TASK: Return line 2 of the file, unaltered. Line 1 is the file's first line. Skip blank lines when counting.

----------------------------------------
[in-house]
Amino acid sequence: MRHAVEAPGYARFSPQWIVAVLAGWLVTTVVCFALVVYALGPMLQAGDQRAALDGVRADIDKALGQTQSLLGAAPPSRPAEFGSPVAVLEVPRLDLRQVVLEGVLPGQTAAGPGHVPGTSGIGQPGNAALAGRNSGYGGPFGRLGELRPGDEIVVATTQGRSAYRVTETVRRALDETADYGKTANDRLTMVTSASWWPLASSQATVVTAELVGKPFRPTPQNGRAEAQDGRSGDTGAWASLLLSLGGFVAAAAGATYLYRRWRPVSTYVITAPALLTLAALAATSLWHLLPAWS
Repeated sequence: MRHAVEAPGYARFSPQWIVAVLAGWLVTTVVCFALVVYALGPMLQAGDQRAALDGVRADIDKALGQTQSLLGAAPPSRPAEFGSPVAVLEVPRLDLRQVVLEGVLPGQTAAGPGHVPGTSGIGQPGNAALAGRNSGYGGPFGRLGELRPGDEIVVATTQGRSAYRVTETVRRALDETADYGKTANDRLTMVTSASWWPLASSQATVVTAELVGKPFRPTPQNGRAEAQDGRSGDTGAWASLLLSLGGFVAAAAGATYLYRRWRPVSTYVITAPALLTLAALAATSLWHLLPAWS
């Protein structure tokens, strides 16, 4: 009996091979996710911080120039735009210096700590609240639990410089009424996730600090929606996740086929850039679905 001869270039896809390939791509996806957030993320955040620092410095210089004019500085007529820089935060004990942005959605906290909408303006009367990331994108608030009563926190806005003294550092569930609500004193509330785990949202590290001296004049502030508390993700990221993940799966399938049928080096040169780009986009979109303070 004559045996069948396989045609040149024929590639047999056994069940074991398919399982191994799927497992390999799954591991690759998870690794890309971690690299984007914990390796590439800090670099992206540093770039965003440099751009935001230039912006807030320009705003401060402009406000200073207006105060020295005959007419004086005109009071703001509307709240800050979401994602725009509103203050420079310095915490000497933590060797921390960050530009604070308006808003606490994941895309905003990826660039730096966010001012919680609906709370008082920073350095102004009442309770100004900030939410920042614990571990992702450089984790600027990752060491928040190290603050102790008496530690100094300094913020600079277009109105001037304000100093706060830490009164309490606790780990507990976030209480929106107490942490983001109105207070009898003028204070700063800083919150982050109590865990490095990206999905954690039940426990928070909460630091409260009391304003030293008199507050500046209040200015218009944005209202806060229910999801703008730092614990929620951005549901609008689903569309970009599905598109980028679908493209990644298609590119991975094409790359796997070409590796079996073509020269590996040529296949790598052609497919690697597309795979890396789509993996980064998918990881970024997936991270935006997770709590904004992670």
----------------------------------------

Amino acid sequence: MRHAVEAPGYARFSPQWIVAVLAGWLVTTVVCFALVVYALGPMLQAGDQRAALDGVRADIDKALGQTQSLLGAAPPSRPAEFGSPVAVLEVPRLDLRQVVLEGVLPGQTAAGPGHVPGTSGIGQPGNAALAGRNSGYGGPFGRLGELRPGDEIVVATTQGRSAYRVTETVRRALDETADYGKTANDRLTMVTSASWWPLASSQATVVTAELVGKPFRPTPQNGRAEAQDGRSGDTGAWASLLLSLGGFVAAAAGATYLYRRWRPVSTYVITAPALLTLAALAATSLWHLLPAWS